This is usually where we feature brand new, interesting apps that aren’t games, but today is too big a day for mobile gaming for all the goodness to be contained in just our Fresh iPhone Games post. Check out a couple of big, interesting offerings below -- plus one standard app that’s worth checking out in between gaming sessions.
Illusia (iPhone, iPad) $4.99
The first thing you’ll notice about Illusia is its vibrant, cartoon-looking anime graphical style, which definitely gives an air of lighthearted fun to this platforming, role-playing game. Like a lot of classic console RPGs, the game incorporates 2D side-scrolling gameplay and lots of customization and skill-building to increase the stats and abilities of your character.
You’ll get multiple game modes, including a time trial Rush mode and Mission mode, in addition to Illusia’s seven-stage story mode. There’s plenty of fighting, story and customization to keep you busy.
Dead Rising Mobile (iPhone) $4.99
In the wake of the release of Dead Rising 2 on Xbox 360 and PlayStation 3 earlier this year, Capcom has created an adaptation of the original zombie-bashing action game to the iPhone and iPad. You play as photojournalist Frank West, who finds himself chasing the story of a lifetime -- a massive zombie outbreak in a mid-size Colorado town -- from inside a shopping mall filled with decaying flesh-eaters.
You’ll race around the mall, grabbing just about anything you can find to use to bash zombie brains in. Dead Rising features some cool social support: namely, if you succumb to zombies in the game, you can call for help from friends on Facebook and Twitter for them to revive you. And if they don’t save your life, you can get back at them by resurrecting as a zombie in their game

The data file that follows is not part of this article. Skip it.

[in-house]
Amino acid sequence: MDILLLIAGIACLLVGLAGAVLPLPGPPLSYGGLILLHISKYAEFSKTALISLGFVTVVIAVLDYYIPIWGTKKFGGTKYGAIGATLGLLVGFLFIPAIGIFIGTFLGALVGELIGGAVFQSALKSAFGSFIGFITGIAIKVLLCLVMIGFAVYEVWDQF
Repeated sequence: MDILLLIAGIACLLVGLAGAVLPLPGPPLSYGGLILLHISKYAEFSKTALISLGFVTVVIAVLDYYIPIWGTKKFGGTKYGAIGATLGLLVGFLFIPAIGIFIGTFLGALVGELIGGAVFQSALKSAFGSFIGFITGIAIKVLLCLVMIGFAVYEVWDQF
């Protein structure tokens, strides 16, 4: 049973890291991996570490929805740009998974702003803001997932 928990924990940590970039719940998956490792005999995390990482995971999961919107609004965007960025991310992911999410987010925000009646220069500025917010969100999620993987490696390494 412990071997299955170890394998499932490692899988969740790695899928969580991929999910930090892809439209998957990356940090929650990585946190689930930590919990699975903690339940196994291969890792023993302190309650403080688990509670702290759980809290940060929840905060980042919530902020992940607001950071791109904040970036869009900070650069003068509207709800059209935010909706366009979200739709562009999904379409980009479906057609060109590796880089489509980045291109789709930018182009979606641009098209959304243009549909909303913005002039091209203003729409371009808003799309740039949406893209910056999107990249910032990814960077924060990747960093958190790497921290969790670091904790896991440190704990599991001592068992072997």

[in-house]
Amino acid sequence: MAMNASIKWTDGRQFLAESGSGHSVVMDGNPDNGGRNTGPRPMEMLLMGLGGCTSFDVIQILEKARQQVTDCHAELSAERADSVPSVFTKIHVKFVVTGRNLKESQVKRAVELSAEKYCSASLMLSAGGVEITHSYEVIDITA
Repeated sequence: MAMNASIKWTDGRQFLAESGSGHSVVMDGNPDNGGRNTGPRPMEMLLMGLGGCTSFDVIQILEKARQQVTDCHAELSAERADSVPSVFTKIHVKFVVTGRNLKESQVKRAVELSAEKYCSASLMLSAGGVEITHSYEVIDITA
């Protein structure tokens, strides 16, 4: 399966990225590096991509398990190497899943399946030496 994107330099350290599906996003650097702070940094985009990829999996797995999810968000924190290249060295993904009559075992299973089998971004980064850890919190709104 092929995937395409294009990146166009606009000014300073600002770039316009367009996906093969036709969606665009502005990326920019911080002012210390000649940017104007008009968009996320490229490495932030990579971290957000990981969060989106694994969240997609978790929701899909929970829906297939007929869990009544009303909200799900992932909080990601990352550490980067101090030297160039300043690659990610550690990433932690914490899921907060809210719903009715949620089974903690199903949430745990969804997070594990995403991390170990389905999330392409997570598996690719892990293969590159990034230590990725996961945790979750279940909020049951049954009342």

Facebook update (iPhone, iPad) Free
Not too long ago, Facebook’s iPhone app received a subtle but important update, fixing a photo uploading glitch that actually drove some users to find alternative apps for sharing photos. After the update, you can now upload photos on the mobile app directly to specific albums, which makes sharing groups of photos a whole lot easier and more convenient, especially if you’re snapping them with your phone on the go.
The app also was updated to give users access to their account information and privacy settings, which is a big deal especially when you consider that the app makes use of Facebook Places, the location-sharing function that has received quite a bit of attention for potentially invading people’s privacy. At least now, you don’t have to be at a computer to adjust who can see what portions of your online profile.